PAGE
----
Page:A Dictionary of Music and Musicians vol 1.djvu/195

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BEETHOVEN.
183
 

that date, perhaps as early as April, taken up his quarters at the theatre with his brother Caspar, who, with all his faults, was necessary to a person so inapt at business as Ludwig. His summer and autumn were again spent—after a few weeks Kur at Baden[1]—at Ober-döbling, and were occupied principally with his third Symphony on 'Napoleon Bonaparte,' the idea of which, since its suggestion in 1798, appears to have ripened with the contemplation of the splendid career of the First Consul as soldier, lawgiver, statesman, and hero, until it became an actual fact.

Of the order in which the movements of this mighty work were composed we have not yet any information, but there is no doubt that when Beethoven returned to his lodgings in the theatre in the autumn of 1803 the Finale was complete enough, at least in its general outlines,[2] to be played through by its author. There are traces of Beethoven being a great deal in society this winter. Two young Rhinelanders—Gleichenstein, a friend and fellow official of Breuning's in the War Office, and Mähler, also a government official and an amateur portrait painter, were now added to his circle.[3] With another painter, Macco, he[4] appears to have been on terms of great intimacy. The Abbé Vogler was in Vienna this season with his pupil Carl Maria von Weber, and a record[5] survives of a soirée given by Sonnleithner, at which Vogler and Beethoven met, and each gave the other a subject to extemporise upon. The subject given by Beethoven to Vogler we merely know to have been 4½ bars long, while that on which he himself held forth was 'the scale of C major, three bars, alla breve.' Vogler was evidently the more expert contrapuntist, but Beethoven astonished even his rival's adherents by his extraordinary playing, and by a prodigious flow of the finest ideas. Noctes cœnœque deorum.—Clementi too was in Vienna about this time, or a little later, with his pupil Klengel. He and Beethoven often dined at the same restaurant, but neither would speak first, and there was no intercourse.[6] Not for want of respect on Beethoven's side, for he had a very high opinion of Clementi, and thought his Method one of the best. This winter[7] saw the beginning of a correspondence which was not destined to bear fruit till some years later—with Thomson the music-publisher of Edinburgh. Thomson had already published arrangements of Scotch airs by Pleyel and Kozeluch, and, with the true eye of a man of business, was now anxious to obtain from a greater and more famous musician than either, six sonatas on Scotch themes. Beethoven replies on Oct. 5, offering to compose six sonatas for 300 ducats (£150). Thomson responded by offering half the sum named, and there for the present the correspondence dropped. The prospect of an opera from Beethoven was put an end to at the beginning of 1804 by the theatre passing out of Schikaneder's hands into those of Baron von Braun, and with this his lodging in the theatre naturally ceased.[8] He moved into the same house with Stephen Breuning—the 'Rothe Haus,' near the present Votive Church, and there the rupture already spoken of took place.

The early part of 1804 was taken up in passing through the press the Symphony No. 2 (dedicated to Prince Carl Lichnowsky), and the three 4-hand Marches, which were published in March—but the real absorbing occupation of the whole winter must have been the completion of the Bonaparte Symphony. At length the work was done, a fair copy was made, the outside page of which contained the [9]words 'Napoleon Bonaparte … Louis van Beethoven,' and it lay on the composer's table for the proper opportunity of official transmission to Paris. On May 3 the motion for making Napoleon emperor passed the Assembly, and on the 18th, after his election by plébiscite, he assumed the title. The news must have quickly reached Vienna, and was at once communicated to Beethoven by Ries. The story need not be given here in detail. In a fury of disappointment and with a torrent of reproaches he tore off the title page and dashed it on the ground. At some future time it received the new name by which we know it, and under which it was published—'Sinfonia eroica per festeggiare il sovvenire d'un gran uomo'—but this was probably an afterthought, and the cover of the MS. now in the Bibliothek at Vienna,—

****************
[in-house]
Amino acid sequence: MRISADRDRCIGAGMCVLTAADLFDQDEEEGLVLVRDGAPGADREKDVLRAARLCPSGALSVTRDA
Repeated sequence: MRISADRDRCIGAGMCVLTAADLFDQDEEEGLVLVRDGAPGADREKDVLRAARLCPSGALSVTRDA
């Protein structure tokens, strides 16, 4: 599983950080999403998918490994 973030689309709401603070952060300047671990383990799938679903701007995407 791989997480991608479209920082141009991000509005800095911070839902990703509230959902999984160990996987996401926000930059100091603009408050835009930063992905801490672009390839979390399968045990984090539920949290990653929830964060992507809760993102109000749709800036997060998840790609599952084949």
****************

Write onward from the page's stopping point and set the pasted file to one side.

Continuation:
Sinfonia grande

Napoleon Bonaparte

804 im August

del Sigr.

Louis van Beethoven

Sinfonie 3 Op. 55

an intermediate title. The right to use the Symphony was purchased by Prince Lobkowitz, to whom it is dedicated. It was played at his house during the winter, and remained in MS. till October 1806.

The fracas at Breuning's rooms ended by Beethoven's dashing off to Baden, and then returning to his old quarters at Döbling. There he composed the Grand Sonata in C, which he afterwards dedicated to Count Waldstein, and that in F, op. 54, which though only in two movements and dedicated to no one is not inferior in originality to its longer companion. It is to the Finale of this work, and not that of the 'Appassionato' as usually believed, that Ries's story applies. Ries appears to have often gone out, as he often did, to Döbling—within an easy walk of Vienna—and to have remained with his master all the after

  1. Not Baden-Baden, but a mineral-water bath 16 or 18 miles south of Vienna.
  2. Thayer, ii. 236.
  3. Ibid. 234.
  4. Ibid. 241.
  5. By Gänsbacher, Ibid. 236.
  6. Ibid. 248.
  7. See the letters and replies in Thayer, ii. 259.
  8. Thayer, ii. 246.
  9. These words can still be made out on the cover of the MS. score at Vienna.